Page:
Alarmed family race outdoors as broken lightbulb spills mercury

A $5 lightbulb has cost a young family $300. Christchurch mechanic Damien Hope was changing the energy-saving lightbulb on Sunday when it broke in his hands. Fearing mercury poisoning, the 33-year-old quickly ushered his two children and the family dog out of the house while wife Erin, 36, searched the internet to find out what to do.

It was extensive. As well as vacuuming up the mess, Hope threw away the clothes he was wearing, bedding on a clothes horse below and children's toys - including the pillow pet his 5-year-old son had received for his birthday the day before.

"All up, we've thrown out about $300 worth of stuff. We're going back to standard bulbs after this. I know it's very unlikely to happen a second time, but I don't want to go through this again."

Some things were saved - kids' clothes at the end of the clothes horse went back on the washing line in the rain, and were then washed a couple more times, he said.


The Hopes also called Poison Line and were told the next couple of times they used their vacuum they would need to throw out the bag immediately, he said.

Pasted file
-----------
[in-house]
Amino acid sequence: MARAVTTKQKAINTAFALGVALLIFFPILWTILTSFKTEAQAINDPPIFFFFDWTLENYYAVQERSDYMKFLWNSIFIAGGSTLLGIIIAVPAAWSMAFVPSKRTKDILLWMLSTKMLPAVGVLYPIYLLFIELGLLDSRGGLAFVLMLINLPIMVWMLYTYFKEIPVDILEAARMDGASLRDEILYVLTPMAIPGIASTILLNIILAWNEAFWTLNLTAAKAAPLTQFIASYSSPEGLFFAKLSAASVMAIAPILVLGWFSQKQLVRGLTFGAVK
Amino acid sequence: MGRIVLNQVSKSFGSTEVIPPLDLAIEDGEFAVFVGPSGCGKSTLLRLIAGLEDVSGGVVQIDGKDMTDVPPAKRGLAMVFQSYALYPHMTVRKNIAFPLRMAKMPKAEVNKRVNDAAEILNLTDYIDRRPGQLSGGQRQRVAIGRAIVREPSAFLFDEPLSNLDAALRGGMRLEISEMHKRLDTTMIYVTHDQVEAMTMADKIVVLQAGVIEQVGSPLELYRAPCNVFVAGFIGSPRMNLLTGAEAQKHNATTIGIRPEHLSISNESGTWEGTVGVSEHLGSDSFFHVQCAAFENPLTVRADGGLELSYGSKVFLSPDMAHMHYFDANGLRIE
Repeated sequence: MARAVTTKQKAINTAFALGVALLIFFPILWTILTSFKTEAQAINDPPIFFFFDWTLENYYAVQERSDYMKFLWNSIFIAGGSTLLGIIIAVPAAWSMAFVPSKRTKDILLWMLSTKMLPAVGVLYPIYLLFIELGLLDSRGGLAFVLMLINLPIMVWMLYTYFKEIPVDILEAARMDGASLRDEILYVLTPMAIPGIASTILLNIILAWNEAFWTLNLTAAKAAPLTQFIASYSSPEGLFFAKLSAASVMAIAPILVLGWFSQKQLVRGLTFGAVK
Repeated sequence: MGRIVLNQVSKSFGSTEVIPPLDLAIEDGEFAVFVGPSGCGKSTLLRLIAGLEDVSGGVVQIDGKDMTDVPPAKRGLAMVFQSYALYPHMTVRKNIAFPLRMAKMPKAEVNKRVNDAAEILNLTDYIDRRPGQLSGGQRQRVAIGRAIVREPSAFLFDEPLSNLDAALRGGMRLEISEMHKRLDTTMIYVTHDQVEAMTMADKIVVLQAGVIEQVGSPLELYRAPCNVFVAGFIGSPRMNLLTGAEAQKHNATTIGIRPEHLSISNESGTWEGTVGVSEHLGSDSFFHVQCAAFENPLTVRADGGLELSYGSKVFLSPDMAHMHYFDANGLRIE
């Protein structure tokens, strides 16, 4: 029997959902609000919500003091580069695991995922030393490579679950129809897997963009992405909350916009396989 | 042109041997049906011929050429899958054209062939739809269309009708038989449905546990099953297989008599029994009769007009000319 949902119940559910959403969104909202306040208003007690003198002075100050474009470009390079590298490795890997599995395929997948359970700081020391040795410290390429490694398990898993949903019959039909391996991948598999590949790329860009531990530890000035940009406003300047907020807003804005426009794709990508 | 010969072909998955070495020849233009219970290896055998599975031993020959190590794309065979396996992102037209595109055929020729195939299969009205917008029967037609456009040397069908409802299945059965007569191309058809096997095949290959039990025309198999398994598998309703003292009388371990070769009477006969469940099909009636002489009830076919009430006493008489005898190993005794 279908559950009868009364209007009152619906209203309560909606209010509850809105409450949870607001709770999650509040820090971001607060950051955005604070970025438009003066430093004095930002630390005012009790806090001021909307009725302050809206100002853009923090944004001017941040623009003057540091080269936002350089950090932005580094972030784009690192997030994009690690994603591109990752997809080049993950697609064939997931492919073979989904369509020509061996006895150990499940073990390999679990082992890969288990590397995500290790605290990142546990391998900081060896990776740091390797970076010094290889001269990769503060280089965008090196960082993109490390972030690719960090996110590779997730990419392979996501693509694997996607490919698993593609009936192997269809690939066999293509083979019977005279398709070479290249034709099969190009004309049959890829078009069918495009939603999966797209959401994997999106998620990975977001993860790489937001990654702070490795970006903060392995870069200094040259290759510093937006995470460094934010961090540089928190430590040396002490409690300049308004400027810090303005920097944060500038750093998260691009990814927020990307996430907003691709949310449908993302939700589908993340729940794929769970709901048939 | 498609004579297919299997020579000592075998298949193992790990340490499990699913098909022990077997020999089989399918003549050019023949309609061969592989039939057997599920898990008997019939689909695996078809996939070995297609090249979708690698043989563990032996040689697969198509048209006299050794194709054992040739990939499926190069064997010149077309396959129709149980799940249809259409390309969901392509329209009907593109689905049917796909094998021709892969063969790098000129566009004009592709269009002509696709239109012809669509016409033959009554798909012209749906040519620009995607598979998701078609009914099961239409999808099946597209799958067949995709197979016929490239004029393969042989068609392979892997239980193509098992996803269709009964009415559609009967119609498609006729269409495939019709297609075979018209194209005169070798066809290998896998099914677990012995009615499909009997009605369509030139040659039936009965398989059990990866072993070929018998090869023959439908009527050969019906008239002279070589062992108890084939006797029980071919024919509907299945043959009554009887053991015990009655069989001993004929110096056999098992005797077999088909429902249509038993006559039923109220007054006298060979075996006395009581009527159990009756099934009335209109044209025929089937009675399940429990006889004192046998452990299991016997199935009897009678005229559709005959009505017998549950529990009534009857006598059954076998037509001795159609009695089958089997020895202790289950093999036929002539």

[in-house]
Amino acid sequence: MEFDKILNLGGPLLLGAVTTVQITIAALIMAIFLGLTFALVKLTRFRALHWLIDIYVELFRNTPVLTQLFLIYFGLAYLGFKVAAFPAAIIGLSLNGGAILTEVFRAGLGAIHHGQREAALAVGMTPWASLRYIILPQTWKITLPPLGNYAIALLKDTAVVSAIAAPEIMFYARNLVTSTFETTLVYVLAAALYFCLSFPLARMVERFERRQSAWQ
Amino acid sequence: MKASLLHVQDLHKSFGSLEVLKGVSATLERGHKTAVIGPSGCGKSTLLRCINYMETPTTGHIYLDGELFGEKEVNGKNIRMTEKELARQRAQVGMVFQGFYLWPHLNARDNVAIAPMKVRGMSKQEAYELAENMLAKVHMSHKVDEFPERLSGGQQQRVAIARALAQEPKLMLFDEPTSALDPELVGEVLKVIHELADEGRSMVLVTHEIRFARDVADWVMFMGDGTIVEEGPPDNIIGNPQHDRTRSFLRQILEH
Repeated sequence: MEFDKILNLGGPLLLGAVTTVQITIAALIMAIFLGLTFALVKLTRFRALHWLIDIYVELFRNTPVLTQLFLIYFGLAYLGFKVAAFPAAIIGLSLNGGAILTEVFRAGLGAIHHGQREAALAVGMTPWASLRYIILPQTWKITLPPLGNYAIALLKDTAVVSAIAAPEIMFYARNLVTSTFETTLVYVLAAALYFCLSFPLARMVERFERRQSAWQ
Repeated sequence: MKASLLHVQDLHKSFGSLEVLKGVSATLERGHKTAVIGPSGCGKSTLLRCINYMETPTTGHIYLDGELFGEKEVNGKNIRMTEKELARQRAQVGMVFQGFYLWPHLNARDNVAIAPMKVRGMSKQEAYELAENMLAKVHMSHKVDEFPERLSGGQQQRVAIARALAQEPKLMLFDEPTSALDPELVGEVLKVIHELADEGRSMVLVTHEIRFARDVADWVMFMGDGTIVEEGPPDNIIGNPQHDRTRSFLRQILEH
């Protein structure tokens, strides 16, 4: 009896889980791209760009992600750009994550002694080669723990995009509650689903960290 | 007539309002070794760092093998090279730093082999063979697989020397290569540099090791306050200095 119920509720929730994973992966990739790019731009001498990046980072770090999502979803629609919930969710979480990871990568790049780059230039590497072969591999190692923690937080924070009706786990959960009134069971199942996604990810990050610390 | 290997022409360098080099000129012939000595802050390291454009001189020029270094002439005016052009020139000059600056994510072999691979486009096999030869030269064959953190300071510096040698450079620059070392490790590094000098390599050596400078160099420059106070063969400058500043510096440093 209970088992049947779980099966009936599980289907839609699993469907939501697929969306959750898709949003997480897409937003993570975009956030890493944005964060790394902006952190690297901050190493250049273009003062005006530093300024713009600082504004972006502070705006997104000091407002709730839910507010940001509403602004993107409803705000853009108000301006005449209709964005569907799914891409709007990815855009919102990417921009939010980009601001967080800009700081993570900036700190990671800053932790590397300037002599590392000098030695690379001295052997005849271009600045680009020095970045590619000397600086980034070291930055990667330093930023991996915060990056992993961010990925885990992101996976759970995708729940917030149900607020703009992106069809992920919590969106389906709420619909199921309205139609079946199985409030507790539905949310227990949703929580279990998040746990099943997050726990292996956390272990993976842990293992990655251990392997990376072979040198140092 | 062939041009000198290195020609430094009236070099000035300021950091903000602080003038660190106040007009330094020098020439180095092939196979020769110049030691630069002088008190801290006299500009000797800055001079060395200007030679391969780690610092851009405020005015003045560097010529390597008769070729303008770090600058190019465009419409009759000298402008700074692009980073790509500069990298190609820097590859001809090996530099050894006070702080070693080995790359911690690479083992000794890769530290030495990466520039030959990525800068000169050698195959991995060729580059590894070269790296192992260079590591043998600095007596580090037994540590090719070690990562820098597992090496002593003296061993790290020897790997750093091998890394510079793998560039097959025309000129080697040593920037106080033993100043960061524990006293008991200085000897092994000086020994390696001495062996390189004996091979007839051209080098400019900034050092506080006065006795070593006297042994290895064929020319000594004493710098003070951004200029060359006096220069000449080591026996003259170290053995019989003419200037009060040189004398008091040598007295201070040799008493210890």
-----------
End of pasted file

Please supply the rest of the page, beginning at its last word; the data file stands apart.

National Poison Centre spokesman Dr Michael Beasley said he did not think the family needed to throw out clothes, bedding or toys - they could have been washed instead - but precautions were needed when disposing of the powder form of mercury inside eco-bulbs.

This included leaving the room for 15 minutes, ventilating it, using pieces of cardboard or paper to scoop up the broken bulb before putting it in a sealed bag and vacuuming the area.

Mercury levels in the bulbs were very low - 1-8mg per bulb, far less than the 4g of liquid mercury found in thermometers.

Mercury poisoning can cause chronic kidney problems, affect the brain or damage the lungs, he said.

"But a one-off exposure to a small amount [from an eco-bulb] is not going to cause organ problems."

Energy Mad, which produces eco-bulbs, said there was only 1.5mg of mercury in each lightbulb, not enough to cause any harm.

A spokeswoman said that people who broke a bulb should simply collect the pieces with a paper towel, put it in a plastic bag and put it in the rubbish bin.


"It's nothing to be worried about."